Simulated winter warming negatively impacts survival of Antarctica’s only endemic insect: Podcast Transcript

In this podcast for Functional Ecology, Assistant Editor, Frank Harris, sits down with Jack J. Devlin—an early career researcher from the University of Kentucky—to discuss his recently published paper ‘Simulated winter warming negatively impacts survival of Antarctica’s only endemic insect.’ With warmer winters expected to become more common with climate change, this study’s results indicate that winter warming could negatively impact cold-adapted insects like the … Continue reading Simulated winter warming negatively impacts survival of Antarctica’s only endemic insect: Podcast Transcript

Martha Muñoz: Vulnerability of tropical anoles to environmental warming

In this blog post, Dr. Martha Muñoz, Assistant Professor of Ecology and Evolutionary Biology at Yale University, USA, discusses her recent paper, “The multidimensional (and contrasting) effects of environmental warming on a group of montane tropical lizards.” Este blog también está disponible en español aquí. About the paper Our study centred around exploring vulnerability to environmental warming in a group of montane tropical anoles (lizards) … Continue reading Martha Muñoz: Vulnerability of tropical anoles to environmental warming

Martha Muñoz: Vulnerabilidad de los anolis tropicales al calentamiento ambiental

En esta publicación de blog, la Dra. Martha Muñoz, profesora asistente de Ecología y Biología Evolutiva en la Universidad de Yale, EE. UU., analiza su artículo reciente, “The multidimensional (and contrasting) effects of environmental warming on a group of montane tropical lizards.” Una versión en inglés de esta publicación de blog está disponible para leer aquí. Sobre el papel Nuestro estudio se centró en la … Continue reading Martha Muñoz: Vulnerabilidad de los anolis tropicales al calentamiento ambiental

Zenon Czenze - In the Kalahari with a hot bird (Southern Yellow-Billed Hornbill)

Zenon Czenze: Hot birds -thermoregulation in heat has co-evolved with drinking behaviour

Dr. Zenon Czenze is a postdoctoral researcher at the University of Pretoria, soon to begin a Lecturer position at the University of New England in Armidale. Here, Dr. Czenze shares his team’s observations that led to the paper “Regularly-drinking desert birds have greater evaporative cooling capacity and higher heat tolerance limits than non-drinking species.”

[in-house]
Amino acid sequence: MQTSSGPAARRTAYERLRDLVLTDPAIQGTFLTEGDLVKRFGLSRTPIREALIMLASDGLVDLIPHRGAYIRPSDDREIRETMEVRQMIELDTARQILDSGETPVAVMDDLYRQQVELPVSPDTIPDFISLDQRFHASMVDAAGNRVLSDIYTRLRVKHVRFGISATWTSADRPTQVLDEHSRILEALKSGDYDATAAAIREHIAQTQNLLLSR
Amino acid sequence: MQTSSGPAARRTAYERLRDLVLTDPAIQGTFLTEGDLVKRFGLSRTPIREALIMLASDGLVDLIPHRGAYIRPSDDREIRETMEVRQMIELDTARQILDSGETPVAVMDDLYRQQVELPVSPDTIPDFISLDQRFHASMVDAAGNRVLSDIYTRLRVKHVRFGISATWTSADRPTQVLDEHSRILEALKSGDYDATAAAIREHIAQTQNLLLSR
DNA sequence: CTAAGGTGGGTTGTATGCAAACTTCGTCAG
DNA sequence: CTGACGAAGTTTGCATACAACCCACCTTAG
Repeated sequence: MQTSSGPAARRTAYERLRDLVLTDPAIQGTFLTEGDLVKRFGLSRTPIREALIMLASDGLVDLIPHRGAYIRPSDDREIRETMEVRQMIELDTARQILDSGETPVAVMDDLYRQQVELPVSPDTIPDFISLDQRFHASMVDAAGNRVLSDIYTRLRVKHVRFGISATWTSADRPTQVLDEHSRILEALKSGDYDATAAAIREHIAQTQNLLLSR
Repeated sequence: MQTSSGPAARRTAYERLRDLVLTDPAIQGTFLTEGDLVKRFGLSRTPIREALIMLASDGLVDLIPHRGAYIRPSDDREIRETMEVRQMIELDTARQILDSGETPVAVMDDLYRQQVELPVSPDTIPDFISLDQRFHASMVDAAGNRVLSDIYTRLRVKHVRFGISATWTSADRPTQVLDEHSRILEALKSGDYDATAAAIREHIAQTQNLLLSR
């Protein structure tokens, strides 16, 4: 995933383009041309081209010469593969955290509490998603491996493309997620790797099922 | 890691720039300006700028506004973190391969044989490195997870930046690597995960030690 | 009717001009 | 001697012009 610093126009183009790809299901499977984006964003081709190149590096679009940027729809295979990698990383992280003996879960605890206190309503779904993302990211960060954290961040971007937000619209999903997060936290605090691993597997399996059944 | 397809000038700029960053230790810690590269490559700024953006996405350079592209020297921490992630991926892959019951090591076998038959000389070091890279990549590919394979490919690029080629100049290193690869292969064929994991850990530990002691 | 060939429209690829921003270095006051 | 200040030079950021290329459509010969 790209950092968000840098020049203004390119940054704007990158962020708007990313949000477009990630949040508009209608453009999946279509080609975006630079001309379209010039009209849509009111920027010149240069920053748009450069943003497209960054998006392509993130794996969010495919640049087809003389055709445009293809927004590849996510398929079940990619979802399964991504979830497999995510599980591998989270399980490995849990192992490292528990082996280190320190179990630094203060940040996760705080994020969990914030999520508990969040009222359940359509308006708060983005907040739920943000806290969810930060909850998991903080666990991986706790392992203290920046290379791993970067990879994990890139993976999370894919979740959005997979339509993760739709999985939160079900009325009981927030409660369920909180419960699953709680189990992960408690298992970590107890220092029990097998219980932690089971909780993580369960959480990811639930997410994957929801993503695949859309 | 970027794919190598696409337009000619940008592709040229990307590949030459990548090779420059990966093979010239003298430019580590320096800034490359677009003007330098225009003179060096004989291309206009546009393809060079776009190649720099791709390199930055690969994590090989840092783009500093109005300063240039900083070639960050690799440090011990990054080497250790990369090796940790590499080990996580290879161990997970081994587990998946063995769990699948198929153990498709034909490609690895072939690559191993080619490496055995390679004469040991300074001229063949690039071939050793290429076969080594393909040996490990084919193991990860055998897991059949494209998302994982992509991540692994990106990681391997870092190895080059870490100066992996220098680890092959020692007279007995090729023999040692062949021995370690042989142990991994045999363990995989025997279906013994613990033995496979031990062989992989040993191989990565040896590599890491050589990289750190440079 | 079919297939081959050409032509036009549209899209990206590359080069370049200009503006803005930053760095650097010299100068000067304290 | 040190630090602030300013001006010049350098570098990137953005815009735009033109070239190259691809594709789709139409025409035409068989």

Zenon Czenze - In the Kalahari with a hot bird (Southern Yellow-Billed Hornbill)
Zenon Czenze – In the Kalahari with a hot bird (Southern Yellow-Billed Hornbill)
Continue reading “Zenon Czenze: Hot birds -thermoregulation in heat has co-evolved with drinking behaviour”
Anusha Shankar + hummingbird. Credit: Julisa Ricart

Anusha Shankar: Modelling energy budgets of hummingbirds

Dr. Anusha Shankar is a National Geographic Explorer and Young Leader, a Lewis and Clark Field Scholar, and a Postdoctoral Fellow at the University of Alaska at Fairbanks. In this insight, Dr. Shankar discusses her paper “Hummingbirds budget energy flexibly in response to changing resources”, how this work may be used for other species, and gives advice to fellow scientists.

Continue reading “Anusha Shankar: Modelling energy budgets of hummingbirds”
Luke Wilde

Mountains, mice and the impacts of infection

In this Insight, Luke Wilde talks about his new paper, varying costs of infection, extreme environments and taking a metabolic lab in to the field.

Specifically, we showed that the effects of an infection can be greatly heightened if the host exists in a consistently stressful environment, and if the investigators use current, relevant metrics of performance and fitness.

Continue reading “Mountains, mice and the impacts of infection”